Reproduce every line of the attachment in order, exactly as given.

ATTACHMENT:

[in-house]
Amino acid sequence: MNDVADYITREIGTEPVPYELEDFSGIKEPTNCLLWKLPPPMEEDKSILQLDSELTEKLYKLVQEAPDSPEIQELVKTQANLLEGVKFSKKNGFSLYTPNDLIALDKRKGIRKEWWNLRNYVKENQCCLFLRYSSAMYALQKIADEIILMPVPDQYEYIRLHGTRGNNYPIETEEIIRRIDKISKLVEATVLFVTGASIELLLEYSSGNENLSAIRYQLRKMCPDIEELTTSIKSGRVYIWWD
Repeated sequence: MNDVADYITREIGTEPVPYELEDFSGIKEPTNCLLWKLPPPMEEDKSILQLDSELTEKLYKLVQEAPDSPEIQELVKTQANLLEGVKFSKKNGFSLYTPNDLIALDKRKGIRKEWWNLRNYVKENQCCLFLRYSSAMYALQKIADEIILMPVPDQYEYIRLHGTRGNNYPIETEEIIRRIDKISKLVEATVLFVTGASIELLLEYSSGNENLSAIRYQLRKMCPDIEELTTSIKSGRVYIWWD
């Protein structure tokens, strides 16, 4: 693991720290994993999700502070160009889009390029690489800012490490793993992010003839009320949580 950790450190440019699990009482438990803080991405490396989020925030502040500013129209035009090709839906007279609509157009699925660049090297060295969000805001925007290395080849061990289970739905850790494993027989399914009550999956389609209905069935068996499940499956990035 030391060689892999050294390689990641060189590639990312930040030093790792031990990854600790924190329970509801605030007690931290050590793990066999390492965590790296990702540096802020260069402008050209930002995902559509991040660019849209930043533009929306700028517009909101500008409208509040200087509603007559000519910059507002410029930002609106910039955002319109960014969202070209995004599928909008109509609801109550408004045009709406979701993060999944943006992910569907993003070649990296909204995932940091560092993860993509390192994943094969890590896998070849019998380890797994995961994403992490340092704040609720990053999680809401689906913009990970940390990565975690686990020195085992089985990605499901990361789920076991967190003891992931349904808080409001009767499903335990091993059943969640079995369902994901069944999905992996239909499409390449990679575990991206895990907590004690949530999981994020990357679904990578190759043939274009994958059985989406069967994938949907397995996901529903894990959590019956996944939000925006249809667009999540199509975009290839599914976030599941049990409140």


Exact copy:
[in-house]
Amino acid sequence: MNDVADYITREIGTEPVPYELEDFSGIKEPTNCLLWKLPPPMEEDKSILQLDSELTEKLYKLVQEAPDSPEIQELVKTQANLLEGVKFSKKNGFSLYTPNDLIALDKRKGIRKEWWNLRNYVKENQCCLFLRYSSAMYALQKIADEIILMPVPDQYEYIRLHGTRGNNYPIETEEIIRRIDKISKLVEATVLFVTGASIELLLEYSSGNENLSAIRYQLRKMCPDIEELTTSIKSGRVYIWWD
Repeated sequence: MNDVADYITREIGTEPVPYELEDFSGIKEPTNCLLWKLPPPMEEDKSILQLDSELTEKLYKLVQEAPDSPEIQELVKTQANLLEGVKFSKKNGFSLYTPNDLIALDKRKGIRKEWWNLRNYVKENQCCLFLRYSSAMYALQKIADEIILMPVPDQYEYIRLHGTRGNNYPIETEEIIRRIDKISKLVEATVLFVTGASIELLLEYSSGNENLSAIRYQLRKMCPDIEELTTSIKSGRVYIWWD
């Protein structure tokens, strides 16, 4: 693991720290994993999700502070160009889009390029690489800012490490793993992010003839009320949580 950790450190440019699990009482438990803080991405490396989020925030502040500013129209035009090709839906007279609509157009699925660049090297060295969000805001925007290395080849061990289970739905850790494993027989399914009550999956389609209905069935068996499940499956990035 030391060689892999050294390689990641060189590639990312930040030093790792031990990854600790924190329970509801605030007690931290050590793990066999390492965590790296990702540096802020260069402008050209930002995902559509991040660019849209930043533009929306700028517009909101500008409208509040200087509603007559000519910059507002410029930002609106910039955002319109960014969202070209995004599928909008109509609801109550408004045009709406979701993060999944943006992910569907993003070649990296909204995932940091560092993860993509390192994943094969890590896998070849019998380890797994995961994403992490340092704040609720990053999680809401689906913009990970940390990565975690686990020195085992089985990605499901990361789920076991967190003891992931349904808080409001009767499903335990091993059943969640079995369902994901069944999905992996239909499409390449990679575990991206895990907590004690949530999981994020990357679904990578190759043939274009994958059985989406069967994938949907397995996901529903894990959590019956996944939000925006249809667009999540199509975009290839599914976030599941049990409140």